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Power and Primacy

Abridged and Updated Edition

A.B. Abrams

Today the Asia-Pacific region stands on the verge of major change, with centuries of western dominated regional order being seriously challenged and quite possibly nearing its end. The emergence of a potential new order dominated by regional rather than extra-regional powers - an «Asia for the Asiatics» in the words of Japan’s pan-Asian scholars - means it is now more than ever essential to understand the history of the current western-dominated system, the full implications should it continue and the nature of the West’s intentions towards the region.

This book undertakes the task of elucidating the complex and little-known history of western intervention in the Asia-Pacific, providing information critical to understanding contemporary developments

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Chapter 14

Economic War on Asia: South Korea and the Asian Tigers


A market is not politically neutral; its existence creates economic power which one actor can use against another.1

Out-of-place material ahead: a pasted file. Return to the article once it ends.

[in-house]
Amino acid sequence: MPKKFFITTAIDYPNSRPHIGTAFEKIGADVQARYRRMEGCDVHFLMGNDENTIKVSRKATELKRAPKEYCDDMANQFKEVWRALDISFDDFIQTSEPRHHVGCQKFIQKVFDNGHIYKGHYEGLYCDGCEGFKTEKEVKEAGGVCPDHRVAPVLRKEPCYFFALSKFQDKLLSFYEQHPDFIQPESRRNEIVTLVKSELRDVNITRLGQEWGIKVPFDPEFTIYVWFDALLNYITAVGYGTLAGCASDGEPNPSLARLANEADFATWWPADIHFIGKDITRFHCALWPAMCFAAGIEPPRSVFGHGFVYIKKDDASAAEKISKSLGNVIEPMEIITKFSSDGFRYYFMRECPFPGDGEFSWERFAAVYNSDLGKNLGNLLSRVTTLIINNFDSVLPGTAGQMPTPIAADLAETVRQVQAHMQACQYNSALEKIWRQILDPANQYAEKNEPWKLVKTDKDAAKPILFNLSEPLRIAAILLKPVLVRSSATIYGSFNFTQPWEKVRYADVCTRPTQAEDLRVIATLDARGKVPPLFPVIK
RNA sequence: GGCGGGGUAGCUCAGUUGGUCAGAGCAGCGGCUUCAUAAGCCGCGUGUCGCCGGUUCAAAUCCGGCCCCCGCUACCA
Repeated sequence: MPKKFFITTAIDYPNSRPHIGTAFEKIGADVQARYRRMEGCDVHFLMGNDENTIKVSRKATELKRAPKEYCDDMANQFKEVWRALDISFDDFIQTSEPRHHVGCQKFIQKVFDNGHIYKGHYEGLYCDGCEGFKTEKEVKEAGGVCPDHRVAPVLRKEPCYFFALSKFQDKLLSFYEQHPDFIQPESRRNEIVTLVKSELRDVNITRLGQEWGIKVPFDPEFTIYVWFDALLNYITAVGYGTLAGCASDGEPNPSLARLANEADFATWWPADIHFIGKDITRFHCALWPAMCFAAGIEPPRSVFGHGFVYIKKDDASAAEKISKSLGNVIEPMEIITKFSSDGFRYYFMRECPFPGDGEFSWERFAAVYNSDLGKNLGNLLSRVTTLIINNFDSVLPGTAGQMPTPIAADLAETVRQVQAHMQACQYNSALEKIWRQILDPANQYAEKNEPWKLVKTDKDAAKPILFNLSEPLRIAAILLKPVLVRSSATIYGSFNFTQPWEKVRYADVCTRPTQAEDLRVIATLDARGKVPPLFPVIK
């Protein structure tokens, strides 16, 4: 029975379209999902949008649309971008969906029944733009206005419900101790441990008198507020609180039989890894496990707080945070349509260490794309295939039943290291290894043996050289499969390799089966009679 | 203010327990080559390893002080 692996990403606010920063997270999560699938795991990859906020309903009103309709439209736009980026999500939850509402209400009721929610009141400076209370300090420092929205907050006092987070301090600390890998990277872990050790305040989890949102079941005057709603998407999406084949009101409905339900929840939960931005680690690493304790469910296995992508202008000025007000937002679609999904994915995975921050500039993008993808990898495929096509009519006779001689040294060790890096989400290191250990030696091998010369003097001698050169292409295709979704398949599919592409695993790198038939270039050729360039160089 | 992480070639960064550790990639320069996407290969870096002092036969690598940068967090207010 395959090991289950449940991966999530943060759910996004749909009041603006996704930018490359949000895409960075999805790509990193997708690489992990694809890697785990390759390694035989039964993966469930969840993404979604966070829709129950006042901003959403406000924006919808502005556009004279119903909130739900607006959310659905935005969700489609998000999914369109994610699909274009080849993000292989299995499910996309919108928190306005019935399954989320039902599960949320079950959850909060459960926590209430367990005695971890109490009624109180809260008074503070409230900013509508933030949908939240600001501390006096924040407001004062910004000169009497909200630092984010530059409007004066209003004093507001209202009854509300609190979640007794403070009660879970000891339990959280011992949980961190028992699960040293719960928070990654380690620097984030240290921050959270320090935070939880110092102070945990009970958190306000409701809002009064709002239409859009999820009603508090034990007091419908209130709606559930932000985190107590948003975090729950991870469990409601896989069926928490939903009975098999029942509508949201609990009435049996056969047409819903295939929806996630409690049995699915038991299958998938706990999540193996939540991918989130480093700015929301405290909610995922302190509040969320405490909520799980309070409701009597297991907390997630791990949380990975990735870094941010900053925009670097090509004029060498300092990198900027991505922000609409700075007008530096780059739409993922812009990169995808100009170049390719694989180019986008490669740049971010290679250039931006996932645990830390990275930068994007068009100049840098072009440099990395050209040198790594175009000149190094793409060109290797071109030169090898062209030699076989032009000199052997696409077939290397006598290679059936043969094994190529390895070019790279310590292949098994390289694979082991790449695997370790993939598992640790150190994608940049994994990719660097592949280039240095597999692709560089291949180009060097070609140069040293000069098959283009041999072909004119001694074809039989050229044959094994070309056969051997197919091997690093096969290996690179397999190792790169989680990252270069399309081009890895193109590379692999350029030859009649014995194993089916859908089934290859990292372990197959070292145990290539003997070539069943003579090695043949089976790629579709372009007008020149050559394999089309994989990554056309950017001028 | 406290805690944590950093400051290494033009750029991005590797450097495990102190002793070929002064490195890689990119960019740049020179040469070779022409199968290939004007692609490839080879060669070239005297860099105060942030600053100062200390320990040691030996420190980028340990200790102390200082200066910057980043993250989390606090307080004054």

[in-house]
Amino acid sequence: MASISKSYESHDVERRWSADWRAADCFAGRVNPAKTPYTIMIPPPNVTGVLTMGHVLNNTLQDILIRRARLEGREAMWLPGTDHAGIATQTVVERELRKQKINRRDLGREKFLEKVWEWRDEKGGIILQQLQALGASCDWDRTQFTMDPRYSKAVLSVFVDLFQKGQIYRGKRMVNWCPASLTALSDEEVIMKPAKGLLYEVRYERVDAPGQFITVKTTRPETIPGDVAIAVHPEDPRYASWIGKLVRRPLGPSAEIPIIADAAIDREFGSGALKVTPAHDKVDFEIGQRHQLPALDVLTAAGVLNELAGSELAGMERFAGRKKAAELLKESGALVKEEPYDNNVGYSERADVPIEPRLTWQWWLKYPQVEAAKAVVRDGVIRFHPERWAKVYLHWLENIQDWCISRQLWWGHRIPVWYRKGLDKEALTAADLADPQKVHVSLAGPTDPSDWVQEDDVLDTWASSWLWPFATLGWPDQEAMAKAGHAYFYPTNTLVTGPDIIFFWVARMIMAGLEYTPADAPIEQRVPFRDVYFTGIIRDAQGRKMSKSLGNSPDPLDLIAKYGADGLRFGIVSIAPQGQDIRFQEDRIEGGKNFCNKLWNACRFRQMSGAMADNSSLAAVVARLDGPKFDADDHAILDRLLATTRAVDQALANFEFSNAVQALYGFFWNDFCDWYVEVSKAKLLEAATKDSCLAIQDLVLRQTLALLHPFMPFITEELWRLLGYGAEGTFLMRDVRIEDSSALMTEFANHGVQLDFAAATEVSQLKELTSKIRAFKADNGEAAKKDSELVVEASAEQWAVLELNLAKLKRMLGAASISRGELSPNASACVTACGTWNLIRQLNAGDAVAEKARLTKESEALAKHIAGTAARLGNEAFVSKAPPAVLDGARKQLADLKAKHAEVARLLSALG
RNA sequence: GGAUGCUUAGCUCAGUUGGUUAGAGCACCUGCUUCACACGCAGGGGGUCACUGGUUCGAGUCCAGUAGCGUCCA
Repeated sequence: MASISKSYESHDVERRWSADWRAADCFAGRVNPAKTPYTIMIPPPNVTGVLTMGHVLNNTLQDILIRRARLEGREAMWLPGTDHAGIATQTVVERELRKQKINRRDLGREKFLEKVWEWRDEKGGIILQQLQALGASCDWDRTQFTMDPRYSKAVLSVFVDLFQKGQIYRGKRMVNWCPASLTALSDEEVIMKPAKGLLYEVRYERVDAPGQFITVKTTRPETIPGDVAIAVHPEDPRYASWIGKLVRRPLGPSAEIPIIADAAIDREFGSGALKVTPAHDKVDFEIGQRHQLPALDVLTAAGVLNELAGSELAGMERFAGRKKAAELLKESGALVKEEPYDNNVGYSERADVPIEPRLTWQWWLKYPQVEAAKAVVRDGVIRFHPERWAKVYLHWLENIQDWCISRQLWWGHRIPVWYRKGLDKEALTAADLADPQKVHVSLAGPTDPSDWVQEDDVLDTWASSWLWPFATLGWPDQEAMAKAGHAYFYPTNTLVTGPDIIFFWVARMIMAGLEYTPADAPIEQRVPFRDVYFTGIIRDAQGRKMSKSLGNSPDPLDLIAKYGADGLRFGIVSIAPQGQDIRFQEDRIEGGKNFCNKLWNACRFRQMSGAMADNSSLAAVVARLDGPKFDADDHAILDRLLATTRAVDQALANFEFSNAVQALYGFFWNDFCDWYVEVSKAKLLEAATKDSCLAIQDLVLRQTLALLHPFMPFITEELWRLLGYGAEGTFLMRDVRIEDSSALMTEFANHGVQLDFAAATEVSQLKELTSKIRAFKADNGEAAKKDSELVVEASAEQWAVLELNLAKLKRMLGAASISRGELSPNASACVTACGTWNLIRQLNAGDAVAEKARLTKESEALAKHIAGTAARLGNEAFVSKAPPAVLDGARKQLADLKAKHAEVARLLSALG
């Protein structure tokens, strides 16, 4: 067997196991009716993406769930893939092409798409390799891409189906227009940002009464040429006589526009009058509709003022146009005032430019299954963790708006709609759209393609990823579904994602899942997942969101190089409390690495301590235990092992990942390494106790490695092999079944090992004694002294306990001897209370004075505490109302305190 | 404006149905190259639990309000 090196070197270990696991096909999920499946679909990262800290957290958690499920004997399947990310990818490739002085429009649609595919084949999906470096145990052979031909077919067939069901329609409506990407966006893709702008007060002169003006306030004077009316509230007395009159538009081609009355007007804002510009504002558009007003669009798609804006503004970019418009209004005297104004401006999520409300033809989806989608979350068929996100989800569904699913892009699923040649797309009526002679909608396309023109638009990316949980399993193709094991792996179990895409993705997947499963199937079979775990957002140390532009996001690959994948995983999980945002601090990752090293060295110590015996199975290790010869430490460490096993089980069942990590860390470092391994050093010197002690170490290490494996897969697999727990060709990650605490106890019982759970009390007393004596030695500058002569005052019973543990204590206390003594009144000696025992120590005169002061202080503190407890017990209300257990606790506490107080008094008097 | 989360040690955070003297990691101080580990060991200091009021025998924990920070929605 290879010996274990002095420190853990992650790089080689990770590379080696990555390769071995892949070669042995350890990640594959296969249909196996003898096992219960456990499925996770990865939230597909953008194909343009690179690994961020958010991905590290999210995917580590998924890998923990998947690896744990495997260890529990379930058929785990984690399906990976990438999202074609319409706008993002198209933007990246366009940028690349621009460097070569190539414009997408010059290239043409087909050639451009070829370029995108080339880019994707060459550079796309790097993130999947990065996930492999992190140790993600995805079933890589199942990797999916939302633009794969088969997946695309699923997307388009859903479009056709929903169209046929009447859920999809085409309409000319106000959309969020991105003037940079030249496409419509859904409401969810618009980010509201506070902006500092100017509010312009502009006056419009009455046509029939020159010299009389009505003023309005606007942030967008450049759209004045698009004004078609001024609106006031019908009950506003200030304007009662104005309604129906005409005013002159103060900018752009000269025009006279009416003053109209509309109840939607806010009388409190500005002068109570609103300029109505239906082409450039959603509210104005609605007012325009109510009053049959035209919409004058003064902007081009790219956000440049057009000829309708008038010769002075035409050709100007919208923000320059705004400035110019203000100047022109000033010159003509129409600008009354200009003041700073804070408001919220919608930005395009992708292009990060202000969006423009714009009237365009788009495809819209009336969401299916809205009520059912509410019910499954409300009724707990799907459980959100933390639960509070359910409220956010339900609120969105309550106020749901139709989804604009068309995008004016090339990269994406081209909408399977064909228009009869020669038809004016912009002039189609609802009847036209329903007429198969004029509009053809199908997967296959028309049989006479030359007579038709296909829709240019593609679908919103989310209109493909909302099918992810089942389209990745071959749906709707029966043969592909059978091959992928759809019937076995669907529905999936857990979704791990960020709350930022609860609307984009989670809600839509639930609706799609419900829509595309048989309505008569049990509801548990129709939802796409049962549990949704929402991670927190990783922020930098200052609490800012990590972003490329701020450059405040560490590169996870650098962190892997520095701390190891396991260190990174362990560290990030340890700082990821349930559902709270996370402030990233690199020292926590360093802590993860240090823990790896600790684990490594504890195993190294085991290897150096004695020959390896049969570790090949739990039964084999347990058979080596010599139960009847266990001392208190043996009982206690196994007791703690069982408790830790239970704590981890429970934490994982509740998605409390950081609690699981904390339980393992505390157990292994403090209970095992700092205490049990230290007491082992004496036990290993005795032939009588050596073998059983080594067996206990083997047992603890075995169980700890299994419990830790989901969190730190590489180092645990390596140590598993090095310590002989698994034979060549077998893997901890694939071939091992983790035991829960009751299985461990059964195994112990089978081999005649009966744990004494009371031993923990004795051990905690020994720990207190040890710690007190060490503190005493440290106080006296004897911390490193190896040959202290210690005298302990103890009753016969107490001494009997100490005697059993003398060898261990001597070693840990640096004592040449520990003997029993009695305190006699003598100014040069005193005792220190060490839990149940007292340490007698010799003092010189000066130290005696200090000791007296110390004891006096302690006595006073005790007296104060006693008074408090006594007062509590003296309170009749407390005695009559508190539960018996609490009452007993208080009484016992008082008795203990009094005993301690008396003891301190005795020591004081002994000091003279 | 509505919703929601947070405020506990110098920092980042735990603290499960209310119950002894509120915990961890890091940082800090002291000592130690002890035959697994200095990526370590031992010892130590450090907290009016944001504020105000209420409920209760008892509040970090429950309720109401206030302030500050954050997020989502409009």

A leading cause of leading Western powers’ newfound focus on the Asia-Pacific region has been its increasing economic prosperity since the end of European and American colonial rule.‡ While the West once held a monopoly on the modern industrialized economy, the undermining of this monopoly by the Japanese Empire, and more so later by the USSR, posed a serious threat to the West’s nations’ global primacy in the mid-twentieth century. Asia’s economic rise has particularly since the 1990s, with the Soviet challenge to Western dominance settled, thus been perceived as a key threat to the West’s position as a global center of power.

Though the importance of a retention of Western military primacy has been repeatedly emphasized by analysts and policymakers, it is at least as important if not more so for the Western Bloc to maintain economic primacy – the latter being a key facilitator of the former. Western policy towards the Asia-Pacific has long sought to ensure that the region cannot rival the West in its economic prowess. This was referred to by renowned American scholar George Kennan, chair of the State Department’s Policy Planning staff, who stated that the policy goal of the United States in the ←483 | 484→region should be to maintain its ‘position of disparity’ separating the wealth of the U.S. and Western Europe from the poverty...

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